Risks and Warnings
Taking vitamins is not enough by itself. While these can help and aid you, you should focus on getting rid of habits like smoking, high alcohol intake, and low intake of calcium in your diet. Exercise is also crucial to keeping yourself healthy and has been proven to keep osteoporosis and heart disease at bay.
Some vitamin deficiencies can seem very much like your menopause symptoms.
Take a look at your daily multivitamin if you're taking one - see that all the essential recommended vitamins are in it, and see what the right dosage is. Some multivitamins have a small print that says you should take more than one a day, meaning that the serving size might be two or three. The daily dosage seen on the bottle reflects that daily serving.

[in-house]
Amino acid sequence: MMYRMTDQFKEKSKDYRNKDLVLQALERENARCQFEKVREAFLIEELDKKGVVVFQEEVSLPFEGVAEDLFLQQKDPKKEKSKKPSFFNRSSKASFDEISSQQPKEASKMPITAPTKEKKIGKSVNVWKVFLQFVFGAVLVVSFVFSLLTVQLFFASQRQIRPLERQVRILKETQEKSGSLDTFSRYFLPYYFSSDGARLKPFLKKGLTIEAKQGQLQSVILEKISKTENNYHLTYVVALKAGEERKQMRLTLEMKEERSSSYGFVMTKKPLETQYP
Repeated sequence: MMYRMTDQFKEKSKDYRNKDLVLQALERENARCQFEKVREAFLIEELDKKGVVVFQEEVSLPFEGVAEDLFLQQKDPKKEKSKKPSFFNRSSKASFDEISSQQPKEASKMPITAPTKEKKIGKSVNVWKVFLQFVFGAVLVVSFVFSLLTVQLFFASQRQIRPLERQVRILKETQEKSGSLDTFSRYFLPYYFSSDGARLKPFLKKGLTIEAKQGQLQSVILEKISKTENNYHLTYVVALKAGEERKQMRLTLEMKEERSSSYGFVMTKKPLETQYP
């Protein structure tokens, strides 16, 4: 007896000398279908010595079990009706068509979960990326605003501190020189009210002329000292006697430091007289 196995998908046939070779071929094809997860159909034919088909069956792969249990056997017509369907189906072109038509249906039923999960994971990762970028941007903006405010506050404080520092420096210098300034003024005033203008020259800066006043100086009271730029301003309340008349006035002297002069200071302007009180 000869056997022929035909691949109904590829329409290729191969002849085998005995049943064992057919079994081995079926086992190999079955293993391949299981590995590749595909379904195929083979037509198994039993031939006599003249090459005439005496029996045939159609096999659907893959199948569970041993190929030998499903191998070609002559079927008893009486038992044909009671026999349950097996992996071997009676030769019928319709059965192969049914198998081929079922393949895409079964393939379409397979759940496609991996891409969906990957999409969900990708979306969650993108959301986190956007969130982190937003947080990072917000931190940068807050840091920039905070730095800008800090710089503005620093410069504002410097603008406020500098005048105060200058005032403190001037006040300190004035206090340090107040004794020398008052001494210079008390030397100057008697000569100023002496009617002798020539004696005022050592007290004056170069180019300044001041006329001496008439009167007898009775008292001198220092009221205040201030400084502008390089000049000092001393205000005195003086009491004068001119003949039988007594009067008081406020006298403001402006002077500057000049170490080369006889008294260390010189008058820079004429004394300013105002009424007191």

Before taking any vitamins and supplements, you should check the recommended dosage, and check if the brand you're buying has been approved by the Food and Drug Administration.
The Bottom Line
There are a lot of steps you can take to improve how you're feeling. Hot flashes, night sweats, foggy thinking, mood swings - are just some of the troublesome symptoms that women face during menopause.
This is the perfect time to think about a change in your lifestyle - for the better and healthier. Exercising more and getting more variety in your diet is very important. But don't just concentrate on supplements, herbal remedies, and medical therapies - remember to take your vitamins!
Multivitamins designed especially for menopause can help you manage your symptoms and improve your overall long-term health. Healthy bones don't just happen overnight - but they can be rebuilt over time with proper nutrition, exercise, and vitamin intake.
If you have any pesky habits like smoking or overindulging in alcohol, think about how you can quit.